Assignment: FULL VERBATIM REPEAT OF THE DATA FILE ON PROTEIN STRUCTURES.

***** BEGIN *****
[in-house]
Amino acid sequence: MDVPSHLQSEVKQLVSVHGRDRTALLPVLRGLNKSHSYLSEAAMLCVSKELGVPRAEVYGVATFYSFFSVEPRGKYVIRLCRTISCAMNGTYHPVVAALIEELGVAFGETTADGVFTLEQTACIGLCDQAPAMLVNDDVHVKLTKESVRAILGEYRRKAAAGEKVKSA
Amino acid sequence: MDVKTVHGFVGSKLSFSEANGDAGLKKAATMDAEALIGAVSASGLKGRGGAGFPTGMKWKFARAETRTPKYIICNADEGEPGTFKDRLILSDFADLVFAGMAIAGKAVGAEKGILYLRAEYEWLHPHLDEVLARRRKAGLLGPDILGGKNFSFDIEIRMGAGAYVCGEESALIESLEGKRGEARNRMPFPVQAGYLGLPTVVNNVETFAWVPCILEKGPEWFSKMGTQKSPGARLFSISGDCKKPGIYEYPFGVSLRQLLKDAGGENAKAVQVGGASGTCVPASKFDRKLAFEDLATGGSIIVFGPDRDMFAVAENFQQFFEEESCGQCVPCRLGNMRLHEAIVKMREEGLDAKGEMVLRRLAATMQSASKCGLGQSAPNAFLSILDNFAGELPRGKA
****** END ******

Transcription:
[in-house]
Amino acid sequence: MDVPSHLQSEVKQLVSVHGRDRTALLPVLRGLNKSHSYLSEAAMLCVSKELGVPRAEVYGVATFYSFFSVEPRGKYVIRLCRTISCAMNGTYHPVVAALIEELGVAFGETTADGVFTLEQTACIGLCDQAPAMLVNDDVHVKLTKESVRAILGEYRRKAAAGEKVKSA
Amino acid sequence: MDVKTVHGFVGSKLSFSEANGDAGLKKAATMDAEALIGAVSASGLKGRGGAGFPTGMKWKFARAETRTPKYIICNADEGEPGTFKDRLILSDFADLVFAGMAIAGKAVGAEKGILYLRAEYEWLHPHLDEVLARRRKAGLLGPDILGGKNFSFDIEIRMGAGAYVCGEESALIESLEGKRGEARNRMPFPVQAGYLGLPTVVNNVETFAWVPCILEKGPEWFSKMGTQKSPGARLFSISGDCKKPGIYEYPFGVSLRQLLKDAGGENAKAVQVGGASGTCVPASKFDRKLAFEDLATGGSIIVFGPDRDMFAVAENFQQFFEEESCGQCVPCRLGNMRLHEAIVKMREEGLDAKGEMVLRRLAATMQSASKCGLGQSAPNAFLSILDNFAGELPRGKA